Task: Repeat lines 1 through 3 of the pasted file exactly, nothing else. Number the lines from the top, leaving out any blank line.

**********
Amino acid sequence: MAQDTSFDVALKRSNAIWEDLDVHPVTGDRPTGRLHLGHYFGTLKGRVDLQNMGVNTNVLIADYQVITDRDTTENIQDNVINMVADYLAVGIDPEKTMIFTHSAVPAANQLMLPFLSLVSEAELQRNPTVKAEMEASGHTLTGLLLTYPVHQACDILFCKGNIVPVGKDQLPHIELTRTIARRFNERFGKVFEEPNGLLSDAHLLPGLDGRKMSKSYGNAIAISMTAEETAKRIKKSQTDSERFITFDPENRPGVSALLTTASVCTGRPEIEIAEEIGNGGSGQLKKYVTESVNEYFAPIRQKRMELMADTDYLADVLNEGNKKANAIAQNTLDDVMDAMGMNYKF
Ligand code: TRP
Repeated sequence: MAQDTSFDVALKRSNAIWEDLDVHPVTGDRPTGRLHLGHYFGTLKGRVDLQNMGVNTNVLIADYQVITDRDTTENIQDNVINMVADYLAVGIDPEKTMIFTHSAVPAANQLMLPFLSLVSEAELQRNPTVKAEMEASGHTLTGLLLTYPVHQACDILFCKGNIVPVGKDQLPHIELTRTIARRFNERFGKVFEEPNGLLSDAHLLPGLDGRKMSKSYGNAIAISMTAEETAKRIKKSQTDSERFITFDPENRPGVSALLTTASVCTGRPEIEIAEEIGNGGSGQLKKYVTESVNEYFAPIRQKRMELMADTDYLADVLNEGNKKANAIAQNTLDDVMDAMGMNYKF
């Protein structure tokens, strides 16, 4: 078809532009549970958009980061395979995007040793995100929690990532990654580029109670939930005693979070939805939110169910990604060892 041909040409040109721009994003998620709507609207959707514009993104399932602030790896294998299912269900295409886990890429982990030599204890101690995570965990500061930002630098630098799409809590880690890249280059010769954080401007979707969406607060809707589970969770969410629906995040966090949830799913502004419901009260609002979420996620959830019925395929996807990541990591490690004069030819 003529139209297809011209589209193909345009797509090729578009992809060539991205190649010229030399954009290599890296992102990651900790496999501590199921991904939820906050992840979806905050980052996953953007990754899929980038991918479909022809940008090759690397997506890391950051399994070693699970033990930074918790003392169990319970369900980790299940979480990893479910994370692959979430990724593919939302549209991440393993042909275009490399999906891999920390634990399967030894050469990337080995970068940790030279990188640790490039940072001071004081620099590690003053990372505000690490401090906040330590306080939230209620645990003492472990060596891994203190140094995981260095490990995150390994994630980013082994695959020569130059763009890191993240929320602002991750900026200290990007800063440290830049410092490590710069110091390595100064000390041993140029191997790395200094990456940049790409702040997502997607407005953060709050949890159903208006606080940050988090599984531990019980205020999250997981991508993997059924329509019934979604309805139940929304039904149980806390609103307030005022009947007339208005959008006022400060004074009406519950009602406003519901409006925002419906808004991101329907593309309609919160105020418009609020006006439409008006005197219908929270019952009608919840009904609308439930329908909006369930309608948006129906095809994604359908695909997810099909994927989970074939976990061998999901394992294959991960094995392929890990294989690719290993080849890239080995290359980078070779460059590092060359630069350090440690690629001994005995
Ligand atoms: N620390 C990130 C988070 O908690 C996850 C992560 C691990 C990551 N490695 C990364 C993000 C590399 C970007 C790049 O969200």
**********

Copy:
Amino acid sequence: MAQDTSFDVALKRSNAIWEDLDVHPVTGDRPTGRLHLGHYFGTLKGRVDLQNMGVNTNVLIADYQVITDRDTTENIQDNVINMVADYLAVGIDPEKTMIFTHSAVPAANQLMLPFLSLVSEAELQRNPTVKAEMEASGHTLTGLLLTYPVHQACDILFCKGNIVPVGKDQLPHIELTRTIARRFNERFGKVFEEPNGLLSDAHLLPGLDGRKMSKSYGNAIAISMTAEETAKRIKKSQTDSERFITFDPENRPGVSALLTTASVCTGRPEIEIAEEIGNGGSGQLKKYVTESVNEYFAPIRQKRMELMADTDYLADVLNEGNKKANAIAQNTLDDVMDAMGMNYKF
Ligand code: TRP
Repeated sequence: MAQDTSFDVALKRSNAIWEDLDVHPVTGDRPTGRLHLGHYFGTLKGRVDLQNMGVNTNVLIADYQVITDRDTTENIQDNVINMVADYLAVGIDPEKTMIFTHSAVPAANQLMLPFLSLVSEAELQRNPTVKAEMEASGHTLTGLLLTYPVHQACDILFCKGNIVPVGKDQLPHIELTRTIARRFNERFGKVFEEPNGLLSDAHLLPGLDGRKMSKSYGNAIAISMTAEETAKRIKKSQTDSERFITFDPENRPGVSALLTTASVCTGRPEIEIAEEIGNGGSGQLKKYVTESVNEYFAPIRQKRMELMADTDYLADVLNEGNKKANAIAQNTLDDVMDAMGMNYKF